How can I control which user owns the files I copy in and out of a container?

The docker cp command says this about file ownership:

The cp command behaves like the Unix cp -a command in that directories are copied recursively with permissions preserved if possible. Ownership is set to the user and primary group at the destination. For example, files copied to a container are created with UID:GID of the root user. Files copied to the local machine are created with the UID:GID of the user which invoked the docker cp command. However, if you specify the -a option, docker cp sets the ownership to the user and primary group at the source.

It says that files copied to a container are created as the root user, but that's not what I see. I create two files owned by user id 1005 and 1006. Those owners are translated into the container's user namespace. The -a option seems to make no difference when I copy the file into a container.

$ sudo chown 1005:1005 test.txt
$ ls -l test.txt
-rw-r--r-- 1 1005 1005 29 Oct  6 12:43 test.txt
$ docker volume create sandbox1
$ docker run --name run1 -vsandbox1:/data alpine echo OK
$ docker cp test.txt run1:/data/test1005.txt
$ docker cp -a test.txt run1:/data/test1005a.txt
$ sudo chown 1006:1006 test.txt
$ docker cp test.txt run1:/data/test1006.txt
$ docker cp -a test.txt run1:/data/test1006a.txt
$ docker run --rm -vsandbox1:/data alpine ls -l /data
total 16
-rw-r--r--    1 1005     1005            29 Oct  6 19:43 test1005.txt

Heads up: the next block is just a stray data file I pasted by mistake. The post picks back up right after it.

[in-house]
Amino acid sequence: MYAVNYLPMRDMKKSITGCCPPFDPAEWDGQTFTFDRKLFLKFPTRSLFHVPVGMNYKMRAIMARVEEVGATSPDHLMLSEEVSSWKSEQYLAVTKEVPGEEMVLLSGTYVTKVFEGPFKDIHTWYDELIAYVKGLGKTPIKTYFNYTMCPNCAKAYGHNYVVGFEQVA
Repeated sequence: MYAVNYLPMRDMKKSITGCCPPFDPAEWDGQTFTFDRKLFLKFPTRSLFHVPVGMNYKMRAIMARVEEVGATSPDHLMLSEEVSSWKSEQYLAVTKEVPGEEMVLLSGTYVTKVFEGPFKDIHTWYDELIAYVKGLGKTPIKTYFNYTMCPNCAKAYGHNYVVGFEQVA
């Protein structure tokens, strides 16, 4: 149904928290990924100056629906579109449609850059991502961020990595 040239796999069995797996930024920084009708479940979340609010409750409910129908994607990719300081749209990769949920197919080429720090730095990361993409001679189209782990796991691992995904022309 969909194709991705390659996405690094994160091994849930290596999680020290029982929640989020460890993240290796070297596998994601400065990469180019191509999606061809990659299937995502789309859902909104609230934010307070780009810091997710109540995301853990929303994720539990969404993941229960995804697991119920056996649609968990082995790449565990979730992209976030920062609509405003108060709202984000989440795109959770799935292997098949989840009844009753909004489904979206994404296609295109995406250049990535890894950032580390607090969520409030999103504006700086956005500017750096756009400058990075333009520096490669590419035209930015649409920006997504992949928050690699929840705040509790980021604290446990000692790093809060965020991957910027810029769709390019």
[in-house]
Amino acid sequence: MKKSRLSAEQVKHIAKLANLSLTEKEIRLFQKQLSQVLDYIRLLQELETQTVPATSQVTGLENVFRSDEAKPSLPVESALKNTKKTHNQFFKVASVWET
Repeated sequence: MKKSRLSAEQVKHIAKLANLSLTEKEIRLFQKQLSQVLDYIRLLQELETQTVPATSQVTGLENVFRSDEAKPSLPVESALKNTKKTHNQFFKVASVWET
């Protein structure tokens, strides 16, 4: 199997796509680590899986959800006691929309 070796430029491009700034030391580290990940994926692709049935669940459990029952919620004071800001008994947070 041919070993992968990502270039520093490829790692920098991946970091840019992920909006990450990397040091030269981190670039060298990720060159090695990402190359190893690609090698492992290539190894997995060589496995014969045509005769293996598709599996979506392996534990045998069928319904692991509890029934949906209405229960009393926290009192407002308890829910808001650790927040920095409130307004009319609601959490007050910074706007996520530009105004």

-rw-r--r--    1 1005     1005            29 Oct  6 19:43 test1005a.txt
-rw-r--r--    1 1006     1006            29 Oct  6 19:43 test1006.txt
-rw-r--r--    1 1006     1006            29 Oct  6 19:43 test1006a.txt

When I copy files out of the container, they are always owned by me. Again, the -a option seems to do nothing.

$ docker run --rm -vsandbox1:/data alpine cp /data/test1006.txt /data/test1007.txt
$ docker run --rm -vsandbox1:/data alpine chown 1007:1007 /data/test1007.txt
$ docker cp run1:/data/test1006.txt .
$ docker cp run1:/data/test1007.txt .
$ docker cp -a run1:/data/test1006.txt test1006a.txt
$ docker cp -a run1:/data/test1007.txt test1007a.txt
$ ls -l test*.txt
-rw-r--r-- 1 don  don  29 Oct  6 12:43 test1006a.txt
-rw-r--r-- 1 don  don  29 Oct  6 12:43 test1006.txt
-rw-r--r-- 1 don  don  29 Oct  6 12:47 test1007a.txt
-rw-r--r-- 1 don  don  29 Oct  6 12:47 test1007.txt
-rw-r--r-- 1 1006 1006 29 Oct  6 12:43 test.txt

4 Answers 4


You can also change the ownership by logging in as root user into the container :

docker exec -it --user root <container-id> /bin/bash
chown -R <username>:<groupname> <folder/file>
  • 3
    Nice! You may as well optimize it with: docker exec -it --user root <container-id> chown -R <username>:<groupname> <folder/file>
    – Obotor
    Oct 14, 2022 at 12:41

In addition to @Don Kirkby's answer, let me provide a similar example in bash/shell script for the case that you want to copy something into a container while applying different ownership and permissions than those of the original file.

Let's create a new container from a small image that will keep running by itself:

docker run -d --name nginx nginx:alpine

Now wel'll create a new file which is owned by the current user and has default permissions: